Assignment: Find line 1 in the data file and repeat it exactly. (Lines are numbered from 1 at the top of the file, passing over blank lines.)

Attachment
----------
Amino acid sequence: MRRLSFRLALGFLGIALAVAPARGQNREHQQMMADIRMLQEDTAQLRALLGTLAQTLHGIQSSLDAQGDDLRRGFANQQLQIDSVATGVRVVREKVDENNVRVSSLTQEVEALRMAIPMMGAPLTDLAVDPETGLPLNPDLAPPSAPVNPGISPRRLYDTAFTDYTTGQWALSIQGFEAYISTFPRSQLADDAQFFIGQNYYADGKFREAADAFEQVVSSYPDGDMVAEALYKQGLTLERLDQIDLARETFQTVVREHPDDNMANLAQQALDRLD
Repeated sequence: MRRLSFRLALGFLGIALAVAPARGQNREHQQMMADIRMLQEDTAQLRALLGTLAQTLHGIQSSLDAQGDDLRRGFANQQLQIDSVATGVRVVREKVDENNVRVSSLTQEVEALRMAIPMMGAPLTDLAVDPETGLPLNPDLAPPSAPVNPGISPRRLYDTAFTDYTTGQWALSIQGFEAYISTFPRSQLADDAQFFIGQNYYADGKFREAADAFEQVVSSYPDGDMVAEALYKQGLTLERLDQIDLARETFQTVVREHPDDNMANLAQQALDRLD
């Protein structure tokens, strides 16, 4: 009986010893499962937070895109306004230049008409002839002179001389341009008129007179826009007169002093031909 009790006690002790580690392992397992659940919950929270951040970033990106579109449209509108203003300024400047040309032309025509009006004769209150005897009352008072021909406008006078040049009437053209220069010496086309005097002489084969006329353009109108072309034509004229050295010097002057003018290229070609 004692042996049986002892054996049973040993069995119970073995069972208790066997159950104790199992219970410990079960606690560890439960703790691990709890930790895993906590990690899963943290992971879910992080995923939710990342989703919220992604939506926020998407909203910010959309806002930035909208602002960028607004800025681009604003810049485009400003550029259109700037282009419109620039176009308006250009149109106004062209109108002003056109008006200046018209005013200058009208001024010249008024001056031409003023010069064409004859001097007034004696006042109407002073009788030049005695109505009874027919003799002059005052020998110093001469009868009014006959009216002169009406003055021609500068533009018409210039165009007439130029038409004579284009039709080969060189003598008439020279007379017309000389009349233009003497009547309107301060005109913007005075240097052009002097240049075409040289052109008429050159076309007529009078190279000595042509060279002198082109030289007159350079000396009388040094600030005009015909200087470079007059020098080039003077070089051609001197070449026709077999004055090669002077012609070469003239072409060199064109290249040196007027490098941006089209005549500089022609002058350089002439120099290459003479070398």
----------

Amino acid sequence: MRRLSFRLALGFLGIALAVAPARGQNREHQQMMADIRMLQEDTAQLRALLGTLAQTLHGIQSSLDAQGDDLRRGFANQQLQIDSVATGVRVVREKVDENNVRVSSLTQEVEALRMAIPMMGAPLTDLAVDPETGLPLNPDLAPPSAPVNPGISPRRLYDTAFTDYTTGQWALSIQGFEAYISTFPRSQLADDAQFFIGQNYYADGKFREAADAFEQVVSSYPDGDMVAEALYKQGLTLERLDQIDLARETFQTVVREHPDDNMANLAQQALDRLD